What Healthy People May Not Realize About Cystic Fibrosis
Wikipedia defines cystic fibrosis (CF) as “a genetic disorder that affects mostly the lungs, but also the pancreas, liver, kidneys, and intestine”. While this is an accurate definition of the condition, it does not represent the entire range of patient cases. It does not reflect the unique ‘triggers’ that lead to each individual case of CF, the various symptoms that differ among patients with CF, as well as the medical factors that shape each individual case of CF.
“One of the most frustrating things in my medical care was when I’d have a doctor who believed each case of CF was exactly the same and therefore needed to be treated exactly the same. Am I the only one who was put on insulin just because a doctor assumed I had diabetes? The reality is that we are all affected by the disease at varying degrees, so each of us needs different styles of treatment” wrote Brad Dell, columnist.
Unfortunately, there are some individuals with CF who do not understand or do not attempt to understand other individuals’ cases due to differences in particular symptoms or beliefs. “At times, we get competitive over “who has it worse.” But we need to be there for each other. We need to recognize that each patient is unique and suffering in some way. Many of us already feel like outsiders in the “normal world.” We shouldn’t have to feel like outsiders in the CF community, too” wrote Dell.
There are several differences that can be seen among patients of the cystic fibrosis community. You may have noticed them as well. They include the following:
- Some individuals with CF maintain a healthy weight, while others with the disorder are overweight or cannot seem to gain weight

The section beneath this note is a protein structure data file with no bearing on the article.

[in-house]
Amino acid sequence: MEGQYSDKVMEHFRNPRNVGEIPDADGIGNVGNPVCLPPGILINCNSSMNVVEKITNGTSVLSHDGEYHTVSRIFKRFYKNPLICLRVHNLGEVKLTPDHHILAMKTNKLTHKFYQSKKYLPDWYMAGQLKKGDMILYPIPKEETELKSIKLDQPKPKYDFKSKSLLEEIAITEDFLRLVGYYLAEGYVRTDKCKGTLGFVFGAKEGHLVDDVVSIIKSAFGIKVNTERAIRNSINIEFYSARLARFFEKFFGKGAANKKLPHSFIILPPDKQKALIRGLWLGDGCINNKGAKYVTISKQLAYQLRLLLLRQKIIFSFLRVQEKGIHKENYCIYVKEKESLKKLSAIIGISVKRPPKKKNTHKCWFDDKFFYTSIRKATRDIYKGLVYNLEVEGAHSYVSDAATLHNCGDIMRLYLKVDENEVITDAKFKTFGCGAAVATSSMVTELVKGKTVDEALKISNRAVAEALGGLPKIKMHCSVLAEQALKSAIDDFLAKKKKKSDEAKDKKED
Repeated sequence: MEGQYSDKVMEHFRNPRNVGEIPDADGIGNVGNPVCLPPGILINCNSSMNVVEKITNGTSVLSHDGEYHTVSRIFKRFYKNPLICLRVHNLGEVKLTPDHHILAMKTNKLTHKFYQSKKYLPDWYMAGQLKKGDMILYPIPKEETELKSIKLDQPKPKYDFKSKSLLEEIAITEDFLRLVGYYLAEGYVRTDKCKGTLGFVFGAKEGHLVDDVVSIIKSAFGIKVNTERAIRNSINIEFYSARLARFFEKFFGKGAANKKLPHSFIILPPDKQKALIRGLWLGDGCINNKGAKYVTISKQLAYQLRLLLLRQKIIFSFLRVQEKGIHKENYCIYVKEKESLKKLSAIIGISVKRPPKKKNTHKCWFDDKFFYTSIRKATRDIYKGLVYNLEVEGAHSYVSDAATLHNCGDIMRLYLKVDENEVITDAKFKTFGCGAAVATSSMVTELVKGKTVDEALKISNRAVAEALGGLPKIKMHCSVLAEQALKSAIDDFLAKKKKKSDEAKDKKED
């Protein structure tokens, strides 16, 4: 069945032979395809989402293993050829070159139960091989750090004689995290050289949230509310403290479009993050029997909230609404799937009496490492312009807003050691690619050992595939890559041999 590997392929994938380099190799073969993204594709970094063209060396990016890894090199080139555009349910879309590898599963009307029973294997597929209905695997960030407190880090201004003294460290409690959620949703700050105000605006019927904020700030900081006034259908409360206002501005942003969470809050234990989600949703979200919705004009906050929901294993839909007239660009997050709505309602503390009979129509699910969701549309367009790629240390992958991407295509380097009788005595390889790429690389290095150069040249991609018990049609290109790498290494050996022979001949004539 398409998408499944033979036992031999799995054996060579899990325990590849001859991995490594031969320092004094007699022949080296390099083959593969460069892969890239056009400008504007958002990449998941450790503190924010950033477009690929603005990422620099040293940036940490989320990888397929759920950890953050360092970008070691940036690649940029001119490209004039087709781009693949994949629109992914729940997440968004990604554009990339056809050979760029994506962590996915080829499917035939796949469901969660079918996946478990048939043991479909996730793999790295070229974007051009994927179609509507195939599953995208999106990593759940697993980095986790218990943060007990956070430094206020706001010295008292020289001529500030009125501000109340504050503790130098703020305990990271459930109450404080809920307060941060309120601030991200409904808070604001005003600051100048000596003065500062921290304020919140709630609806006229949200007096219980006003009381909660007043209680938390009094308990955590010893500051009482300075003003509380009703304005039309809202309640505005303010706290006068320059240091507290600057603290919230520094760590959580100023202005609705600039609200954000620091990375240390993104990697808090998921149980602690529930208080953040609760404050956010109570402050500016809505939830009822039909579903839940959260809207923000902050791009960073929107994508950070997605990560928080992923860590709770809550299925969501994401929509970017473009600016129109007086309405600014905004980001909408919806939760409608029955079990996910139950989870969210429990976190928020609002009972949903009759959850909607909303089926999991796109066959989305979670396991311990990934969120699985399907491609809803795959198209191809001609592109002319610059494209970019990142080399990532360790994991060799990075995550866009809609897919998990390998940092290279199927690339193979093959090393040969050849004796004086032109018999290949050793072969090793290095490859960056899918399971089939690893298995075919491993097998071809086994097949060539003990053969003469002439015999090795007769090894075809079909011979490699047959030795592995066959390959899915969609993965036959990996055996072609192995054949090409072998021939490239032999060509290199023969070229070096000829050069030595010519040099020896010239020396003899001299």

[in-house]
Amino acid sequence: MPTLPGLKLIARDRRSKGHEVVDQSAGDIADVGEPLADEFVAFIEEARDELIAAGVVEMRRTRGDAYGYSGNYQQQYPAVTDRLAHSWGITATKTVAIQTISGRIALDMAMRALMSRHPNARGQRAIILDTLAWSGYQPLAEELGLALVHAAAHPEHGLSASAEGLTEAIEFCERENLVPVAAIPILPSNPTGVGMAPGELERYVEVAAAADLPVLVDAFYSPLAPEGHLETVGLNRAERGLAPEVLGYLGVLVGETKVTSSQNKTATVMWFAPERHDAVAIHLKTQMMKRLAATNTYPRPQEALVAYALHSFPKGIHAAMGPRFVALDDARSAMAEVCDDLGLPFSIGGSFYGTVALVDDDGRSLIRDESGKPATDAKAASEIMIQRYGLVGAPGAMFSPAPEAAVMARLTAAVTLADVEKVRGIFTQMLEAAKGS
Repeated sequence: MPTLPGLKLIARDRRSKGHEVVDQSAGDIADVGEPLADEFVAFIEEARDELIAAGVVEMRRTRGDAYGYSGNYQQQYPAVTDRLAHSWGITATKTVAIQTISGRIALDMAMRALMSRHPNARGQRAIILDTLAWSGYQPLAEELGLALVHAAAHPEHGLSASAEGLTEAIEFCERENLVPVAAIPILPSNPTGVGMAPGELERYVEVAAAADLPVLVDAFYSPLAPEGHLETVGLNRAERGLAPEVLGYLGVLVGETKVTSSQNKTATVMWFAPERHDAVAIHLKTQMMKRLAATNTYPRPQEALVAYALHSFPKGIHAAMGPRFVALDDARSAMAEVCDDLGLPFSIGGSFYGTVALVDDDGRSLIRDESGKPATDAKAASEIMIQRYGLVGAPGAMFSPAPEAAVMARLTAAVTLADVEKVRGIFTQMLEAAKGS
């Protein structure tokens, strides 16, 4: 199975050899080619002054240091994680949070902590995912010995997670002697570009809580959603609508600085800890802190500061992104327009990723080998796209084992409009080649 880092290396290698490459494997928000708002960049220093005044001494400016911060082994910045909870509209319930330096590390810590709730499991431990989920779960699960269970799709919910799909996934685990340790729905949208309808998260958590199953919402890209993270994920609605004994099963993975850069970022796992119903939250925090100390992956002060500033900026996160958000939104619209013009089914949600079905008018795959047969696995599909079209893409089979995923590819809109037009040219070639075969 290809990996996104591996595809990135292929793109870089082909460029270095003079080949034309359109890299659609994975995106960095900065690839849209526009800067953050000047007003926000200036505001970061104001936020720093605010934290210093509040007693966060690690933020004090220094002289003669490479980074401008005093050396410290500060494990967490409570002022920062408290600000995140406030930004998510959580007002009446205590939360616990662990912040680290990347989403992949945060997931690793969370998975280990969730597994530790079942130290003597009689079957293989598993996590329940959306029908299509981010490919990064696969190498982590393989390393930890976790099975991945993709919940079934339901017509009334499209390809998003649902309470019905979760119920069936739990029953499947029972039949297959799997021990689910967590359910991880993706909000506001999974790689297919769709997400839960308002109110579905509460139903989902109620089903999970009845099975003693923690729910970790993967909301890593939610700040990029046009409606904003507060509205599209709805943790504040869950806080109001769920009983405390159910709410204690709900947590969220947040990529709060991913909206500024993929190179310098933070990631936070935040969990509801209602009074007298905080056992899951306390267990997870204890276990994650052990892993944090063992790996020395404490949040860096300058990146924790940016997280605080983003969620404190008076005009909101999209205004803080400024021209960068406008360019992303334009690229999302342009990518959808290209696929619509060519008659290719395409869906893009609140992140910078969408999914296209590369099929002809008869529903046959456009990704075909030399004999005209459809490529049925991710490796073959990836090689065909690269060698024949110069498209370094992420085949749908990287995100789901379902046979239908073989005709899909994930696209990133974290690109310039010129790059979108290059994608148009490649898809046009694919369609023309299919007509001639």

- Some individuals with CF live longer and well into a mature age, while others with the disorder pass away during childhood
- Some individuals with CF go to the hospital every 6 months, while others with the disorder need to go every week
- Some individuals with CF have reduced lung function, yet are able to enjoy physical activities such as running, while others have reduced lung function, yet can barely walk and require oxygen therapy
- Some individuals with CF are not diagnosed with the disorder until they reach middle age years, while others start experiencing severe symptoms during childhood
- Some individuals with CF wish to pursue lung transplants even at the end-stage, while others do not want to undergo lung transplantation or are hesitant
- Some individuals with CF have stable blood sugar levels (even while on certain medications), while others develop CF-related diabetes (CFRD) because of their disorder;
- Some individuals with CF do not experience any mental health symptoms, while others experience symptoms such as anxiety or depression because of their disorder
- Some individuals with CF do not like to interact with others who have the disorder, while others only have friends with CF
Yet, what about the differences between individuals who are healthy and individuals who have CF?
Columnist Brad Dell, coping with CF himself, shares his insight into the perceived differences between individuals who are healthy and individuals with CF (some of which are surely things that you want others to know if you have CF).
Read on to learn more.